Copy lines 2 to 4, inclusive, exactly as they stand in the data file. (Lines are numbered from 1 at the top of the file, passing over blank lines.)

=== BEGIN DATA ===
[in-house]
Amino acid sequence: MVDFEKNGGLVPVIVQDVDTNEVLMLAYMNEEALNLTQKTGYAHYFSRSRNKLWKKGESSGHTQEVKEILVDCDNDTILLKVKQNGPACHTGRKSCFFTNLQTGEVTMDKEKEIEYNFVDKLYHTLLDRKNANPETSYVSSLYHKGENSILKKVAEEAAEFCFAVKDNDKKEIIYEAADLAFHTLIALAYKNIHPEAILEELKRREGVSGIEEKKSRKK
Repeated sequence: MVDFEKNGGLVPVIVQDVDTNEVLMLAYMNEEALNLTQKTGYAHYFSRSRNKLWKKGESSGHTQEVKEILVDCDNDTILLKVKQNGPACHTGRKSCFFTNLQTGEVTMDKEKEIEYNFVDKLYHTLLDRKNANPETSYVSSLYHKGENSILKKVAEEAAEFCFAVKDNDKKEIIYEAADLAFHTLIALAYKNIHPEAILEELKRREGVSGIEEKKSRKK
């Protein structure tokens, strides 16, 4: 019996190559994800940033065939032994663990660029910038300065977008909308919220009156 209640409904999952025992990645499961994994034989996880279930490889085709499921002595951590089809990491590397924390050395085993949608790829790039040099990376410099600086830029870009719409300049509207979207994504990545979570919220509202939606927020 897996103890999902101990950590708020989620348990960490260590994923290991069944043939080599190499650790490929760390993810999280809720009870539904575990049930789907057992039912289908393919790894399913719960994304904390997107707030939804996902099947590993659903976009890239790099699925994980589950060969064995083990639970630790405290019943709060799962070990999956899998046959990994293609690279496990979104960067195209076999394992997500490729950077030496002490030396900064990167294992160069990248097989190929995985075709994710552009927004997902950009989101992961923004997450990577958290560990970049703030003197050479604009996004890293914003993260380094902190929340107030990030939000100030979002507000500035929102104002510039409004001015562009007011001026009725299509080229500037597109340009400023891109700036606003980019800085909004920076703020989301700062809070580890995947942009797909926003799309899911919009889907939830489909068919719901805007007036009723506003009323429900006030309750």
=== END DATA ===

Amino acid sequence: MVDFEKNGGLVPVIVQDVDTNEVLMLAYMNEEALNLTQKTGYAHYFSRSRNKLWKKGESSGHTQEVKEILVDCDNDTILLKVKQNGPACHTGRKSCFFTNLQTGEVTMDKEKEIEYNFVDKLYHTLLDRKNANPETSYVSSLYHKGENSILKKVAEEAAEFCFAVKDNDKKEIIYEAADLAFHTLIALAYKNIHPEAILEELKRREGVSGIEEKKSRKK
Repeated sequence: MVDFEKNGGLVPVIVQDVDTNEVLMLAYMNEEALNLTQKTGYAHYFSRSRNKLWKKGESSGHTQEVKEILVDCDNDTILLKVKQNGPACHTGRKSCFFTNLQTGEVTMDKEKEIEYNFVDKLYHTLLDRKNANPETSYVSSLYHKGENSILKKVAEEAAEFCFAVKDNDKKEIIYEAADLAFHTLIALAYKNIHPEAILEELKRREGVSGIEEKKSRKK
């Protein structure tokens, strides 16, 4: 019996190559994800940033065939032994663990660029910038300065977008909308919220009156 209640409904999952025992990645499961994994034989996880279930490889085709499921002595951590089809990491590397924390050395085993949608790829790039040099990376410099600086830029870009719409300049509207979207994504990545979570919220509202939606927020 897996103890999902101990950590708020989620348990960490260590994923290991069944043939080599190499650790490929760390993810999280809720009870539904575990049930789907057992039912289908393919790894399913719960994304904390997107707030939804996902099947590993659903976009890239790099699925994980589950060969064995083990639970630790405290019943709060799962070990999956899998046959990994293609690279496990979104960067195209076999394992997500490729950077030496002490030396900064990167294992160069990248097989190929995985075709994710552009927004997902950009989101992961923004997450990577958290560990970049703030003197050479604009996004890293914003993260380094902190929340107030990030939000100030979002507000500035929102104002510039409004001015562009007011001026009725299509080229500037597109340009400023891109700036606003980019800085909004920076703020989301700062809070580890995947942009797909926003799309899911919009889907939830489909068919719901805007007036009723506003009323429900006030309750």